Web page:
If New York defeats Atlanta (10-9-7), it will consider the title its sixth. The trophies won in the 1970s and early 80s reside in the club's SoHo office. It's a past worth celebrating.
But the distinction between those championships and the one at stake Saturday is clear. This is a new league, albeit one with an old name, and a new era. The Cosmos will have to find their way without the likes of Pelé and Beckenbauer and without MLS, which selected the Manchester City-New York Yankees NYCFC partnership as its New York City expansion team. That's fine with Stover, who said he is excited by the freedom afforded by the NASL. The Cosmos will own their brand and player contracts. They'll be free to participate in the global transfer market and to pursue touring and marketing opportunities abroad. They'll take their shots at MLS, and hopefully their local rivals, in the U.S. Open Cup.
The club and its Saudi investors still intend to construct -- and pay for -- a $400 million mixed-use development at Belmont Park anchored by a 25,000-seat stadium. The Cosmos are waiting on New York state officials for approval. Stover said there is no established timeline.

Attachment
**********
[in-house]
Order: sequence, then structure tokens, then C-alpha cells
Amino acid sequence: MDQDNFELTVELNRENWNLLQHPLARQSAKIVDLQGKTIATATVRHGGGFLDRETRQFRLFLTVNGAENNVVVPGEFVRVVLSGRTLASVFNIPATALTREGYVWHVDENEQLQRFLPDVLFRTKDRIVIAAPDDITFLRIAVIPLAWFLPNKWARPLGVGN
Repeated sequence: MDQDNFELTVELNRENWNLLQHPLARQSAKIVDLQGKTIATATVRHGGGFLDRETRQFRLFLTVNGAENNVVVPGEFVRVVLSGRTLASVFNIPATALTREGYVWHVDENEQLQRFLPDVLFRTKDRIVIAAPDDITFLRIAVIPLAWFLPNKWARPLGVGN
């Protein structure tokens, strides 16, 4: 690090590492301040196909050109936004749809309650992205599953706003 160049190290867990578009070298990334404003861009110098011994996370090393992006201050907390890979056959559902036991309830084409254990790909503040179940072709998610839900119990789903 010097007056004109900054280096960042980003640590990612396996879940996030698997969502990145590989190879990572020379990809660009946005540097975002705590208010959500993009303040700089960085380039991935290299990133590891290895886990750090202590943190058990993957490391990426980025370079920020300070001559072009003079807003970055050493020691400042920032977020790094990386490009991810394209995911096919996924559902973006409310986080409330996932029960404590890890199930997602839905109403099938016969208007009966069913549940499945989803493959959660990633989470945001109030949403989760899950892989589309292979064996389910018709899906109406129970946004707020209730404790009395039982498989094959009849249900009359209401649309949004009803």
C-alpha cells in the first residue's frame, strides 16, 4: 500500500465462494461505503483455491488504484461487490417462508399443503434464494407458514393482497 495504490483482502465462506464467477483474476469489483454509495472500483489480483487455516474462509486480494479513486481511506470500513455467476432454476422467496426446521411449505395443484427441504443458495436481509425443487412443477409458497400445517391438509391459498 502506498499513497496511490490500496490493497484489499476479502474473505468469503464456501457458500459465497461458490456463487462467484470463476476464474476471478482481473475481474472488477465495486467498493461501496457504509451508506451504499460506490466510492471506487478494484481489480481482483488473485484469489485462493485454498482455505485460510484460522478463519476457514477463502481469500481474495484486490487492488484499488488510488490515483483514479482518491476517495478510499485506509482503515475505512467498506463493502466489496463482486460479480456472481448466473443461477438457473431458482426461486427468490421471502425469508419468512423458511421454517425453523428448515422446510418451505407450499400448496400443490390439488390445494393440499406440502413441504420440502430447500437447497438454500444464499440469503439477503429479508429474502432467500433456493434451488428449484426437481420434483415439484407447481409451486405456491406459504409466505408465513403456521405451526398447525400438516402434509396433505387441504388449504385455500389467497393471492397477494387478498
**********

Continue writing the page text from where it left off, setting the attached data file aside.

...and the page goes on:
But he isn't worried about whether a "minor league" team will be able to attract local fans, especially in such a competitive market, or whether his club will be overshadowed by the Red Bulls and NYCFC. The Cosmos no longer are the establishment. They're the alternative. They'll embrace the competition, and Stover has resolute faith that Saverese will assemble a team that honors its predecessors. Even if it's not as flashy. Whatever happens, the past will remain just that.
"We don't know what the future holds here. There could be promotion and relegation, there could be two leagues that are viewed as equal, we don't know," Stover said. "All we want to do is build the best possible club we can. And we believe if we do that then the conversation will change."